Want to save this letter now that you've found it?
It's easy - just create your own collection of letters after signing up for a free account.
The inclosed resolves of Congress, which I have the honor of transmitting, will naturally claim your attention, from their great importance. The regulation. relative to the payment of the troops and the department of the Paymaster-General will, I hope, be the means of introducing order and regularity into that part of the army, where, it must be confessed, they were extremely wanted.
General Gates having laid before Congress the proceedings and sentence of a Court-Martial on a certain James Molesworth, who was accused and found guilty of being a spy, they immediately approved the same. He has since suffered the punishment due to his crime. From his repeated confession, it appears that Mr. Galloway was extremely active in engaging him to undertake this infamous business, and was the person employed to make the bargain with him. He says, indeed, Lord Howe was present; but, from the description he gave of his person, it is supposed he must be mistaken.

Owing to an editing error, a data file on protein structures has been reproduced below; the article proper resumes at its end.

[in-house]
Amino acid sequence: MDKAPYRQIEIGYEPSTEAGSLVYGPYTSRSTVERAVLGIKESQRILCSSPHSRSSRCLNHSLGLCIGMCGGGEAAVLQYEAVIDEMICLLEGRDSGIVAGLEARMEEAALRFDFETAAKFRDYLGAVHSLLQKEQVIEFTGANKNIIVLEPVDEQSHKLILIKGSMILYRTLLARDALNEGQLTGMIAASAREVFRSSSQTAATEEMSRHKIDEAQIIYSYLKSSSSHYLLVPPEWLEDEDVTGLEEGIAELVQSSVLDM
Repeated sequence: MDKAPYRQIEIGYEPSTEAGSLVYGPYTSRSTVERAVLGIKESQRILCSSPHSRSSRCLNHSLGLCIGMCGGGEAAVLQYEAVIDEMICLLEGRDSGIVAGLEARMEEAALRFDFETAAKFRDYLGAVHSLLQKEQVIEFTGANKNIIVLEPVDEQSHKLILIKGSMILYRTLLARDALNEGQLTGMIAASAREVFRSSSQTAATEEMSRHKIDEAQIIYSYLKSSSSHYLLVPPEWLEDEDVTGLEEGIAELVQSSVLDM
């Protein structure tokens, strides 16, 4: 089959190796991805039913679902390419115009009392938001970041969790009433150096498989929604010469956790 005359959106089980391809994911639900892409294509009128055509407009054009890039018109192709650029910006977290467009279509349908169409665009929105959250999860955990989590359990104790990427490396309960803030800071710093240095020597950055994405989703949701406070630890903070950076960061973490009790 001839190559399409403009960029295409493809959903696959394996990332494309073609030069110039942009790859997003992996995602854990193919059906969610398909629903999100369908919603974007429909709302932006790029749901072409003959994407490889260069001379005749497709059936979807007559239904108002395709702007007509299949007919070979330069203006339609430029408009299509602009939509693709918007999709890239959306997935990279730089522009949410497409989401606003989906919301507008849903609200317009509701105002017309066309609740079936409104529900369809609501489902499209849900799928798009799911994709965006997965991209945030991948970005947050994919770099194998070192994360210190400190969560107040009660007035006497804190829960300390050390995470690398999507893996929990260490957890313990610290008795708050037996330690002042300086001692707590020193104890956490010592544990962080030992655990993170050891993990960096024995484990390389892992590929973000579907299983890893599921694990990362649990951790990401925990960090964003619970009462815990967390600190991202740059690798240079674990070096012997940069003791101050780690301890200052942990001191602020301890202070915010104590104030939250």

The Congress have directed General Gates to take General Fermoy with him to Ticonderoga, and such other French officers as he may think proper. General St. Clair, being ordered to Ticonderoga, but previously to repair to this city to await the further order of Congress, you will please to direct him to repair here accordingly, as soon as possible. I have the honor to be, with the most perfect esteem and respect, Sir, Your most obedient and very humble servant,
JOHN HANCOCK, President.
- Correspondence of the American Revolution; Being Letters of Eminent Men to George Washington, from the Time of His Taking Command of the Army to the End of His Presidency, Volume I., Jared Sparks, 1853